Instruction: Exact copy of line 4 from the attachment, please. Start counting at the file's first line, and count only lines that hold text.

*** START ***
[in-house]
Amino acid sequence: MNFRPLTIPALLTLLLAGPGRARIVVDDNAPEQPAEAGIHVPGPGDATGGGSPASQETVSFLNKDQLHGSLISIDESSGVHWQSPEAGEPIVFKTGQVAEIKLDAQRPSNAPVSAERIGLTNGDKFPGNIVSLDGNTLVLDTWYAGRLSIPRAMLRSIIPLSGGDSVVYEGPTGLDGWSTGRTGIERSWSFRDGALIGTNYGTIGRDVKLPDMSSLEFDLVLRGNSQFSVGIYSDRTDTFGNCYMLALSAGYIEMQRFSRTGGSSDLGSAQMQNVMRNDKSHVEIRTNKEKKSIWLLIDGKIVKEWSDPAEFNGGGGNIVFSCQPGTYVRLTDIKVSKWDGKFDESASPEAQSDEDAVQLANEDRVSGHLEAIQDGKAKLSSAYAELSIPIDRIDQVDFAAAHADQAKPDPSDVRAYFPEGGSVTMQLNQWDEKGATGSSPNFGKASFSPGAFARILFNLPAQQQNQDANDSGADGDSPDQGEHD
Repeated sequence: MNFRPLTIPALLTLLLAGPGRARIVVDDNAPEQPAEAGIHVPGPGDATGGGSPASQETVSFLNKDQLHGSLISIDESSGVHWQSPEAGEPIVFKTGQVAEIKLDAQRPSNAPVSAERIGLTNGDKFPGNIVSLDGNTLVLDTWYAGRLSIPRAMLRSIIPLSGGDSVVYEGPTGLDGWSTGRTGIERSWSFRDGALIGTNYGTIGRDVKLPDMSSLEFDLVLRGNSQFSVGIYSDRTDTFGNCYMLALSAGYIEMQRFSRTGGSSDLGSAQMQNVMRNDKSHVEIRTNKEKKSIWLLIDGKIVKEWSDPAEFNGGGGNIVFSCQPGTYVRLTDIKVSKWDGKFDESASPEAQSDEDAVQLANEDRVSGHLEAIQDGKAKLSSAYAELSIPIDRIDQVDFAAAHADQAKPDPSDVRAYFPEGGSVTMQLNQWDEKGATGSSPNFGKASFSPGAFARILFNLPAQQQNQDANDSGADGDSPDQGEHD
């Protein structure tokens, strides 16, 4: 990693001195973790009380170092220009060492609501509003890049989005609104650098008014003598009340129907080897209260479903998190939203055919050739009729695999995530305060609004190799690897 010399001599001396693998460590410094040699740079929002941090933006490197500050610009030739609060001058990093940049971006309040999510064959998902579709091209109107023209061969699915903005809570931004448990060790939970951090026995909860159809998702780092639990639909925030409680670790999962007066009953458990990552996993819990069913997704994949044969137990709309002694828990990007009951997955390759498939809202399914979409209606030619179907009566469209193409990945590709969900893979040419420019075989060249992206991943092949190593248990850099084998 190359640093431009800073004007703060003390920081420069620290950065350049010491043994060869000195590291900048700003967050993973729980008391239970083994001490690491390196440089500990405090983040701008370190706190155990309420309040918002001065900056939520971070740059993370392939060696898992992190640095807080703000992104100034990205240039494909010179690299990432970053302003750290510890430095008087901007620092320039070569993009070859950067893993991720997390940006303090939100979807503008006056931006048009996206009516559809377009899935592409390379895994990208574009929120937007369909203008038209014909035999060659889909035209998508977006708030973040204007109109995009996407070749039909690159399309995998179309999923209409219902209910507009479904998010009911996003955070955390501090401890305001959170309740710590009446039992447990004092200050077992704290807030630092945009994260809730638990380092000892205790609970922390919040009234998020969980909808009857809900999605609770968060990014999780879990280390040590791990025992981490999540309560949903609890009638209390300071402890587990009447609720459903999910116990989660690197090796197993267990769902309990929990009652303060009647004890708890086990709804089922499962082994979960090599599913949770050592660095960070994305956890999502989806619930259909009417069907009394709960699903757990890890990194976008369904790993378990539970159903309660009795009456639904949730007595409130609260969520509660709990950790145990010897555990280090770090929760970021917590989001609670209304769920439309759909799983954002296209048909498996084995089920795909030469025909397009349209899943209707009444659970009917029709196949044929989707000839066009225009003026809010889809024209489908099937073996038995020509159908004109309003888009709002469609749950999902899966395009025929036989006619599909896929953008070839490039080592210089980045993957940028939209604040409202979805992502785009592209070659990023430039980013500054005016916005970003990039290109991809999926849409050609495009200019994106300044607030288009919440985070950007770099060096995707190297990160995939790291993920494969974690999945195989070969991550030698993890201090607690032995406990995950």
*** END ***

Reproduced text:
């Protein structure tokens, strides 16, 4: 990693001195973790009380170092220009060492609501509003890049989005609104650098008014003598009340129907080897209260479903998190939203055919050739009729695999995530305060609004190799690897 010399001599001396693998460590410094040699740079929002941090933006490197500050610009030739609060001058990093940049971006309040999510064959998902579709091209109107023209061969699915903005809570931004448990060790939970951090026995909860159809998702780092639990639909925030409680670790999962007066009953458990990552996993819990069913997704994949044969137990709309002694828990990007009951997955390759498939809202399914979409209606030619179907009566469209193409990945590709969900893979040419420019075989060249992206991943092949190593248990850099084998 190359640093431009800073004007703060003390920081420069620290950065350049010491043994060869000195590291900048700003967050993973729980008391239970083994001490690491390196440089500990405090983040701008370190706190155990309420309040918002001065900056939520971070740059993370392939060696898992992190640095807080703000992104100034990205240039494909010179690299990432970053302003750290510890430095008087901007620092320039070569993009070859950067893993991720997390940006303090939100979807503008006056931006048009996206009516559809377009899935592409390379895994990208574009929120937007369909203008038209014909035999060659889909035209998508977006708030973040204007109109995009996407070749039909690159399309995998179309999923209409219902209910507009479904998010009911996003955070955390501090401890305001959170309740710590009446039992447990004092200050077992704290807030630092945009994260809730638990380092000892205790609970922390919040009234998020969980909808009857809900999605609770968060990014999780879990280390040590791990025992981490999540309560949903609890009638209390300071402890587990009447609720459903999910116990989660690197090796197993267990769902309990929990009652303060009647004890708890086990709804089922499962082994979960090599599913949770050592660095960070994305956890999502989806619930259909009417069907009394709960699903757990890890990194976008369904790993378990539970159903309660009795009456639904949730007595409130609260969520509660709990950790145990010897555990280090770090929760970021917590989001609670209304769920439309759909799983954002296209048909498996084995089920795909030469025909397009349209899943209707009444659970009917029709196949044929989707000839066009225009003026809010889809024209489908099937073996038995020509159908004109309003888009709002469609749950999902899966395009025929036989006619599909896929953008070839490039080592210089980045993957940028939209604040409202979805992502785009592209070659990023430039980013500054005016916005970003990039290109991809999926849409050609495009200019994106300044607030288009919440985070950007770099060096995707190297990160995939790291993920494969974690999945195989070969991550030698993890201090607690032995406990995950």